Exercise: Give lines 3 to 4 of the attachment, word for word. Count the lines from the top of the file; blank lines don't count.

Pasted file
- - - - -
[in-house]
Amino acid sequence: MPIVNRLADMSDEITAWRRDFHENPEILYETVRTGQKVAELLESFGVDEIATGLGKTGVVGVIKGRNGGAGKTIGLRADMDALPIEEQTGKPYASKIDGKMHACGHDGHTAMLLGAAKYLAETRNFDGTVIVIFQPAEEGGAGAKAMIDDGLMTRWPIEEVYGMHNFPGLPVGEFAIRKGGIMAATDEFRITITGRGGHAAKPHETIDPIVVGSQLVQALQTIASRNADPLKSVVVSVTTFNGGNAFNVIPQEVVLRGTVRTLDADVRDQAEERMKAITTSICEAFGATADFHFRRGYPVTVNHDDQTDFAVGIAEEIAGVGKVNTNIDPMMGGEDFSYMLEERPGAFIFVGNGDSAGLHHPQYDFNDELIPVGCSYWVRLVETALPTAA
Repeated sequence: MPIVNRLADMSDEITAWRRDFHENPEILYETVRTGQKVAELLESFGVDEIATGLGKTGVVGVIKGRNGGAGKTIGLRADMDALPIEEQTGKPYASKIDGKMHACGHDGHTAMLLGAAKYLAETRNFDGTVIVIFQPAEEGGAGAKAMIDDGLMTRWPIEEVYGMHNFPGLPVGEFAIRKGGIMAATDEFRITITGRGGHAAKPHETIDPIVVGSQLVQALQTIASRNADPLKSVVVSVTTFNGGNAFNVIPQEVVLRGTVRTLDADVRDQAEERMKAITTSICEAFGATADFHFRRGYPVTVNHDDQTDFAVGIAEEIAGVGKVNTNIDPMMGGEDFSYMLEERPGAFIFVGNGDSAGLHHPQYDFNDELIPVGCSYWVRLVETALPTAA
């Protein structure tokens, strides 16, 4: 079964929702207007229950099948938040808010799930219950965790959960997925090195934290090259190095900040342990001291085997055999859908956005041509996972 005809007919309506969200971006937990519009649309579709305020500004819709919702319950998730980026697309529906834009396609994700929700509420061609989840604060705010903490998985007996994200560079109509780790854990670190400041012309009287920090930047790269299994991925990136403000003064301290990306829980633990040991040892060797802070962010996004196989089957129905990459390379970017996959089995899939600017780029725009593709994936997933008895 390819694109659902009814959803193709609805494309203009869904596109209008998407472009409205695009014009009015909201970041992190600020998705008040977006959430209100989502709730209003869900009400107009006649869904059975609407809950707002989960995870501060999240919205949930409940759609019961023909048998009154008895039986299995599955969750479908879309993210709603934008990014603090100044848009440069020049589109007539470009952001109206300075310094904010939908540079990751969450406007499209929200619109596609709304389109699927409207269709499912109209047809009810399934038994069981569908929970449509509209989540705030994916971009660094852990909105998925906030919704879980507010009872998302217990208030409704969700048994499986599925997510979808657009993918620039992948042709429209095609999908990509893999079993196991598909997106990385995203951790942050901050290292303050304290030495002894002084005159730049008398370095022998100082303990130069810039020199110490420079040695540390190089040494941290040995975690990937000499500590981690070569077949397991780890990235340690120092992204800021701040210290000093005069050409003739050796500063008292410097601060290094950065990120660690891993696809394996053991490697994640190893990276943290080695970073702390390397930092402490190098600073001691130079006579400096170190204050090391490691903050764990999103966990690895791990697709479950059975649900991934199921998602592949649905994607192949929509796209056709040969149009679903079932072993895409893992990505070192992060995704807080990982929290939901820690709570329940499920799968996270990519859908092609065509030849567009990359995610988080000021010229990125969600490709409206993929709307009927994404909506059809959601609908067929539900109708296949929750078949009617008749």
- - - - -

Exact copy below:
Repeated sequence: MPIVNRLADMSDEITAWRRDFHENPEILYETVRTGQKVAELLESFGVDEIATGLGKTGVVGVIKGRNGGAGKTIGLRADMDALPIEEQTGKPYASKIDGKMHACGHDGHTAMLLGAAKYLAETRNFDGTVIVIFQPAEEGGAGAKAMIDDGLMTRWPIEEVYGMHNFPGLPVGEFAIRKGGIMAATDEFRITITGRGGHAAKPHETIDPIVVGSQLVQALQTIASRNADPLKSVVVSVTTFNGGNAFNVIPQEVVLRGTVRTLDADVRDQAEERMKAITTSICEAFGATADFHFRRGYPVTVNHDDQTDFAVGIAEEIAGVGKVNTNIDPMMGGEDFSYMLEERPGAFIFVGNGDSAGLHHPQYDFNDELIPVGCSYWVRLVETALPTAA
């Protein structure tokens, strides 16, 4: 079964929702207007229950099948938040808010799930219950965790959960997925090195934290090259190095900040342990001291085997055999859908956005041509996972 005809007919309506969200971006937990519009649309579709305020500004819709919702319950998730980026697309529906834009396609994700929700509420061609989840604060705010903490998985007996994200560079109509780790854990670190400041012309009287920090930047790269299994991925990136403000003064301290990306829980633990040991040892060797802070962010996004196989089957129905990459390379970017996959089995899939600017780029725009593709994936997933008895 390819694109659902009814959803193709609805494309203009869904596109209008998407472009409205695009014009009015909201970041992190600020998705008040977006959430209100989502709730209003869900009400107009006649869904059975609407809950707002989960995870501060999240919205949930409940759609019961023909048998009154008895039986299995599955969750479908879309993210709603934008990014603090100044848009440069020049589109007539470009952001109206300075310094904010939908540079990751969450406007499209929200619109596609709304389109699927409207269709499912109209047809009810399934038994069981569908929970449509509209989540705030994916971009660094852990909105998925906030919704879980507010009872998302217990208030409704969700048994499986599925997510979808657009993918620039992948042709429209095609999908990509893999079993196991598909997106990385995203951790942050901050290292303050304290030495002894002084005159730049008398370095022998100082303990130069810039020199110490420079040695540390190089040494941290040995975690990937000499500590981690070569077949397991780890990235340690120092992204800021701040210290000093005069050409003739050796500063008292410097601060290094950065990120660690891993696809394996053991490697994640190893990276943290080695970073702390390397930092402490190098600073001691130079006579400096170190204050090391490691903050764990999103966990690895791990697709479950059975649900991934199921998602592949649905994607192949929509796209056709040969149009679903079932072993895409893992990505070192992060995704807080990982929290939901820690709570329940499920799968996270990519859908092609065509030849567009990359995610988080000021010229990125969600490709409206993929709307009927994404909506059809959601609908067929539900109708296949929750078949009617008749």